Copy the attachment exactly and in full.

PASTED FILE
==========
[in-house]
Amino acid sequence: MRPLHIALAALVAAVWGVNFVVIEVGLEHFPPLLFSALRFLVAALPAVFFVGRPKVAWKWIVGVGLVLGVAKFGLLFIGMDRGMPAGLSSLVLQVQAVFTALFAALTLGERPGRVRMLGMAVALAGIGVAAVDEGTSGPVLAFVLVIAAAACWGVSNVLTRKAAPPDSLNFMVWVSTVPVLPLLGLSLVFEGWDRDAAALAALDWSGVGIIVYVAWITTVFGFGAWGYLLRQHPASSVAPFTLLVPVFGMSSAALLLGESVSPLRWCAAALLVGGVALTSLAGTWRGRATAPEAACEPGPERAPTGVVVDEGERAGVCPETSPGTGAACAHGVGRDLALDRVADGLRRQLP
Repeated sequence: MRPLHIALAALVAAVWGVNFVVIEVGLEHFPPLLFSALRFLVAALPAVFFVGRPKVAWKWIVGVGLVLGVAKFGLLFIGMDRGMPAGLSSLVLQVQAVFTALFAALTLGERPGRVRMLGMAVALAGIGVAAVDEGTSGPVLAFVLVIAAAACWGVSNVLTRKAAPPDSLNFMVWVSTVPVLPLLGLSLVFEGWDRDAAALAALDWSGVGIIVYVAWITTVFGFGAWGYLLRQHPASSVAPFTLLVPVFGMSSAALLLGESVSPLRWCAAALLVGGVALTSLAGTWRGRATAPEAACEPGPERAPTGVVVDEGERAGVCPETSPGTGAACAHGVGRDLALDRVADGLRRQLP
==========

[in-house]
Amino acid sequence: MRPLHIALAALVAAVWGVNFVVIEVGLEHFPPLLFSALRFLVAALPAVFFVGRPKVAWKWIVGVGLVLGVAKFGLLFIGMDRGMPAGLSSLVLQVQAVFTALFAALTLGERPGRVRMLGMAVALAGIGVAAVDEGTSGPVLAFVLVIAAAACWGVSNVLTRKAAPPDSLNFMVWVSTVPVLPLLGLSLVFEGWDRDAAALAALDWSGVGIIVYVAWITTVFGFGAWGYLLRQHPASSVAPFTLLVPVFGMSSAALLLGESVSPLRWCAAALLVGGVALTSLAGTWRGRATAPEAACEPGPERAPTGVVVDEGERAGVCPETSPGTGAACAHGVGRDLALDRVADGLRRQLP
Repeated sequence: MRPLHIALAALVAAVWGVNFVVIEVGLEHFPPLLFSALRFLVAALPAVFFVGRPKVAWKWIVGVGLVLGVAKFGLLFIGMDRGMPAGLSSLVLQVQAVFTALFAALTLGERPGRVRMLGMAVALAGIGVAAVDEGTSGPVLAFVLVIAAAACWGVSNVLTRKAAPPDSLNFMVWVSTVPVLPLLGLSLVFEGWDRDAAALAALDWSGVGIIVYVAWITTVFGFGAWGYLLRQHPASSVAPFTLLVPVFGMSSAALLLGESVSPLRWCAAALLVGGVALTSLAGTWRGRATAPEAACEPGPERAPTGVVVDEGERAGVCPETSPGTGAACAHGVGRDLALDRVADGLRRQLP